‘Do I need to know this for the exam?’ A question I am certain we've all heard, if not asked, amidst the anarchy of pre-exam preparation. Accompanying the question concerned is an overwhelming air of impatience, accusation and even hopelessness, as we struggle to maximise the fact-retention powers of our limited, yet rigorously-trained memories. The question itself sufficiently highlights the underlying basis of our generation’s approach to education: where we once studied a subject, we now scrutinise a syllabus. We are swiftly transitioning into automatons, trained to repeat facts, or, more specifically, mark schemes. The thirst for knowledge has been overthrown by the desperation for grades.
Education needs redefining: what was once an avid quest for knowledge has been warped into an academic industry - our brains, the fact-factories that determine our very future, absorb information not to further our understanding but to spit it out on to an exam page as if our lives 'depend on it'. The definition of education is ‘the process of acquiring a body of knowledge’ - knowledge being the theoretical or practical understanding of a subject. So, why, may I ask, does the so-called ‘education system’ put such emphasis on the regurgitation of knowledge rather than itspractical application? The primary focus of modern schooling is to drill the powers of recollection firmly into the minds of their impressionable young pupils - their intention being that they might rewrite the textbook for the benefit of their examiner. Despite this… schools' sole aim seems to be for pupils to be able to replicate facts out of a book based upon another’s theories and opinions, yet schools still have the audacity to endorse a policy of individualism, equality and freedom of expression - the irony.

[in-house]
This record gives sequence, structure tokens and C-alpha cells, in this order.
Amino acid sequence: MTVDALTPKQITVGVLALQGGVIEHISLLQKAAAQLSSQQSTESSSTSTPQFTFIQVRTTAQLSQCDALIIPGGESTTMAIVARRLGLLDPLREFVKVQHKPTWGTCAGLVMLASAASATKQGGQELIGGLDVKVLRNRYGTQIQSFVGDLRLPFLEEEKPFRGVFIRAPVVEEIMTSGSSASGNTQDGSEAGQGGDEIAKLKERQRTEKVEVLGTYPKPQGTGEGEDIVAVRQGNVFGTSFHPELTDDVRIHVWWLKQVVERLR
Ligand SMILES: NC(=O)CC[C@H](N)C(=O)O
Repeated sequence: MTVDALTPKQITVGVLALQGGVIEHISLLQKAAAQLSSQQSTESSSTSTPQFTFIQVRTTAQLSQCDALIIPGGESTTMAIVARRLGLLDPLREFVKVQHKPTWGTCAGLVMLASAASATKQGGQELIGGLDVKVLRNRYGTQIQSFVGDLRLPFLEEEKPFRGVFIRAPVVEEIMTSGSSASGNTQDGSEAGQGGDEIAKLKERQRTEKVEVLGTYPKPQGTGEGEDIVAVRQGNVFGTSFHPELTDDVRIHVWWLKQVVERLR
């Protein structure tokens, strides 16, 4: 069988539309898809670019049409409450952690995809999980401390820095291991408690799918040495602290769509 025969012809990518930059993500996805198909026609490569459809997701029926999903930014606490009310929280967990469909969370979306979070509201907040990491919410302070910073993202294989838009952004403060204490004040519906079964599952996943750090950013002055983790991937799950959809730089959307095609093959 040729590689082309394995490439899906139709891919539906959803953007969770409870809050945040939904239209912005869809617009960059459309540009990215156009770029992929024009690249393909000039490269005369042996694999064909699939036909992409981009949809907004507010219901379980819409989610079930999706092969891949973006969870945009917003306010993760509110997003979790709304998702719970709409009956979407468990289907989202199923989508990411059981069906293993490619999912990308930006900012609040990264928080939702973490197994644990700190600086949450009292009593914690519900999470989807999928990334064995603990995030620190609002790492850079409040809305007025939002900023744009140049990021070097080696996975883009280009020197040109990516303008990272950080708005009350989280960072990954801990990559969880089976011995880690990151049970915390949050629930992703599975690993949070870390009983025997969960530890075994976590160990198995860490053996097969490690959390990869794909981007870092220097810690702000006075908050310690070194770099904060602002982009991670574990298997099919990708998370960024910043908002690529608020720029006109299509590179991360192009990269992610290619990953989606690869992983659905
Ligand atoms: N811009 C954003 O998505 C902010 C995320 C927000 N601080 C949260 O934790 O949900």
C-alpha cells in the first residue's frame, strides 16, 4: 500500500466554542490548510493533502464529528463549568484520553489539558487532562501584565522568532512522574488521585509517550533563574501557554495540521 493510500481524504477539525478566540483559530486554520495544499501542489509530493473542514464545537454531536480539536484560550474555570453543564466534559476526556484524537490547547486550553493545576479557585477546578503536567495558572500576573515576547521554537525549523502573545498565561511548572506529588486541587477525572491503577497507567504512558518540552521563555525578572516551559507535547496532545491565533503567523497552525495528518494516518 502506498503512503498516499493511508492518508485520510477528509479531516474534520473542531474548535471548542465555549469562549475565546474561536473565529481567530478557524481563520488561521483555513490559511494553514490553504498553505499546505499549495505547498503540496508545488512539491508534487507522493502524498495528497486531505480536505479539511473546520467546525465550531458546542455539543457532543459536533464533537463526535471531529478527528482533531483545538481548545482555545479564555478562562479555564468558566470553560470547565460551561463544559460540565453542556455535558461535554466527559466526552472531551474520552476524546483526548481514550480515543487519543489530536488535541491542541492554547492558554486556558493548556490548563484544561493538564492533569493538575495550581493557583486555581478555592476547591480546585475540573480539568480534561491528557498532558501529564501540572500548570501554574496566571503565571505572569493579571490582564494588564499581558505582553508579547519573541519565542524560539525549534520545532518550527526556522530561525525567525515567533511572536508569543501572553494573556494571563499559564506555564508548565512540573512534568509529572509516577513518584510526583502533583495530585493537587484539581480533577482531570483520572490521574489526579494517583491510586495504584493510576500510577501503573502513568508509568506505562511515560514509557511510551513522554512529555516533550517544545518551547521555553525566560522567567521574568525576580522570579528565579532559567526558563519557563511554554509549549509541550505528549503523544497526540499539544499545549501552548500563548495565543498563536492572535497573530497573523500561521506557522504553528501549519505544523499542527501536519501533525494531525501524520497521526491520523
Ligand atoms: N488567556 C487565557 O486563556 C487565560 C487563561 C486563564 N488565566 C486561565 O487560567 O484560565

Unfortunately, education has become the latest political football. Ministers, unaware ofthe ramifications, have embarked on overly ambitious reforms, to the detriment of the entire system. The oppressive results-factories we see today are the inconvenient love child of those in politics and education who never really succeeded in making the relationship work. The national curriculum has been rewritten to ensure five-year-olds can do fractions, ten-year-olds can type essays and eleven- year-olds are taught poetry by rote. The focus on "regular, demanding, rigorous examinations" sacrifices the very values on which education was founded and around which civilisation revolves.
The ex-Headmaster of Eton College, Tony Little, argues ‘there is a real risk that the measurable parts become more important than the whole.’ He recognises that the requirements of society are constantly evolving, yet the system shows an unwavering inability to adapt: ‘We compound the problem by having an unimaginative examine system, little changed from Victorian times.’ It is exactly this archaic, formulaic and restrictive style of examination which is culpable for the failure to educate our youth for reality: ‘Students are obliged to sit alone at their desks in preparation for a world in which, for much of the time, they will need to work collaboratively.’
Imagine an education system with no ability streaming. No standardized testing. No high-stakes national assessments. No school inspections and no school ranking. Now add to that high learning outcomes and high quality teachers. These are not just ideal attributes of an imaginary system, but features of an actual education system: The Finish education system. Could we perhaps, learn from this? At the polar end of the spectrum sits Singapore. The rigour and strength of the Singapore education system in producing academically competent learners, is also highly admariable. But we would also readily admit that there is still room for improvement in both schemes. The challenge is striking a balance between a system that educates all its students to an acceptable standard and a system that fosters creativity and a love of education.